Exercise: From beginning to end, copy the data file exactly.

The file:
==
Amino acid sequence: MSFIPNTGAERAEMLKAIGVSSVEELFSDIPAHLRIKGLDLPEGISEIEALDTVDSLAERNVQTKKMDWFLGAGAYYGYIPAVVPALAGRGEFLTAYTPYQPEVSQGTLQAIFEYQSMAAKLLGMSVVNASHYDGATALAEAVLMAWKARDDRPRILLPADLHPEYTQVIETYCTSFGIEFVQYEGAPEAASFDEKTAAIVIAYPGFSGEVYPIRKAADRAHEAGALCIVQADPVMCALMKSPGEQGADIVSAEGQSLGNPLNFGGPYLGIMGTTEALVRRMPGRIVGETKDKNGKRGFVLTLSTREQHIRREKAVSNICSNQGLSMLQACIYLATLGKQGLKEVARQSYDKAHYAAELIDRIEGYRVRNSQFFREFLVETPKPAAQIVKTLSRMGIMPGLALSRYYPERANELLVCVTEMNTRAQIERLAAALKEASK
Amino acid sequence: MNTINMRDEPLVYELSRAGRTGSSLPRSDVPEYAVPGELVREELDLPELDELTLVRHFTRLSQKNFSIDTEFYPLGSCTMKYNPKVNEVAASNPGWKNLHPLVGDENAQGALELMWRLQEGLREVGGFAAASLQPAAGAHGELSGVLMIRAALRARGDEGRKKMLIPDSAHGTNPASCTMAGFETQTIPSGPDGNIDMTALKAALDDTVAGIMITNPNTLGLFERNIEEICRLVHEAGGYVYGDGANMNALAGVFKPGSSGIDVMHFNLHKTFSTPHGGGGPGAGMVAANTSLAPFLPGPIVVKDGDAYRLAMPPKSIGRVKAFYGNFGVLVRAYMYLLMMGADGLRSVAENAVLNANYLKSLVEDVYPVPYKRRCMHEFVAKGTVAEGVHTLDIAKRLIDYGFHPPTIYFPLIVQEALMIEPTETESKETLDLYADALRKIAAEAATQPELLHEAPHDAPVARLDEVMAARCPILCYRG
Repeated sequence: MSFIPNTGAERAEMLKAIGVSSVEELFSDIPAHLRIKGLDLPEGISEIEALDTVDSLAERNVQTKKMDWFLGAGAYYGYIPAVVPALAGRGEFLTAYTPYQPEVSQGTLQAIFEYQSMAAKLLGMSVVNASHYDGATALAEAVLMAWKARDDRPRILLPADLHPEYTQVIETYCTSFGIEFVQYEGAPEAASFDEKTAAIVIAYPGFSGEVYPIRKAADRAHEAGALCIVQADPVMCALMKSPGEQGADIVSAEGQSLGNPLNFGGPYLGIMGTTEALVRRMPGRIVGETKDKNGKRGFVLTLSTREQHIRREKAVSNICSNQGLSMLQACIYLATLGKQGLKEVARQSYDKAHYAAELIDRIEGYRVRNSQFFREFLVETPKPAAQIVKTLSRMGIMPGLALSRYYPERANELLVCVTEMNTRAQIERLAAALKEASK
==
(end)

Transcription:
Amino acid sequence: MSFIPNTGAERAEMLKAIGVSSVEELFSDIPAHLRIKGLDLPEGISEIEALDTVDSLAERNVQTKKMDWFLGAGAYYGYIPAVVPALAGRGEFLTAYTPYQPEVSQGTLQAIFEYQSMAAKLLGMSVVNASHYDGATALAEAVLMAWKARDDRPRILLPADLHPEYTQVIETYCTSFGIEFVQYEGAPEAASFDEKTAAIVIAYPGFSGEVYPIRKAADRAHEAGALCIVQADPVMCALMKSPGEQGADIVSAEGQSLGNPLNFGGPYLGIMGTTEALVRRMPGRIVGETKDKNGKRGFVLTLSTREQHIRREKAVSNICSNQGLSMLQACIYLATLGKQGLKEVARQSYDKAHYAAELIDRIEGYRVRNSQFFREFLVETPKPAAQIVKTLSRMGIMPGLALSRYYPERANELLVCVTEMNTRAQIERLAAALKEASK
Amino acid sequence: MNTINMRDEPLVYELSRAGRTGSSLPRSDVPEYAVPGELVREELDLPELDELTLVRHFTRLSQKNFSIDTEFYPLGSCTMKYNPKVNEVAASNPGWKNLHPLVGDENAQGALELMWRLQEGLREVGGFAAASLQPAAGAHGELSGVLMIRAALRARGDEGRKKMLIPDSAHGTNPASCTMAGFETQTIPSGPDGNIDMTALKAALDDTVAGIMITNPNTLGLFERNIEEICRLVHEAGGYVYGDGANMNALAGVFKPGSSGIDVMHFNLHKTFSTPHGGGGPGAGMVAANTSLAPFLPGPIVVKDGDAYRLAMPPKSIGRVKAFYGNFGVLVRAYMYLLMMGADGLRSVAENAVLNANYLKSLVEDVYPVPYKRRCMHEFVAKGTVAEGVHTLDIAKRLIDYGFHPPTIYFPLIVQEALMIEPTETESKETLDLYADALRKIAAEAATQPELLHEAPHDAPVARLDEVMAARCPILCYRG
Repeated sequence: MSFIPNTGAERAEMLKAIGVSSVEELFSDIPAHLRIKGLDLPEGISEIEALDTVDSLAERNVQTKKMDWFLGAGAYYGYIPAVVPALAGRGEFLTAYTPYQPEVSQGTLQAIFEYQSMAAKLLGMSVVNASHYDGATALAEAVLMAWKARDDRPRILLPADLHPEYTQVIETYCTSFGIEFVQYEGAPEAASFDEKTAAIVIAYPGFSGEVYPIRKAADRAHEAGALCIVQADPVMCALMKSPGEQGADIVSAEGQSLGNPLNFGGPYLGIMGTTEALVRRMPGRIVGETKDKNGKRGFVLTLSTREQHIRREKAVSNICSNQGLSMLQACIYLATLGKQGLKEVARQSYDKAHYAAELIDRIEGYRVRNSQFFREFLVETPKPAAQIVKTLSRMGIMPGLALSRYYPERANELLVCVTEMNTRAQIERLAAALKEASK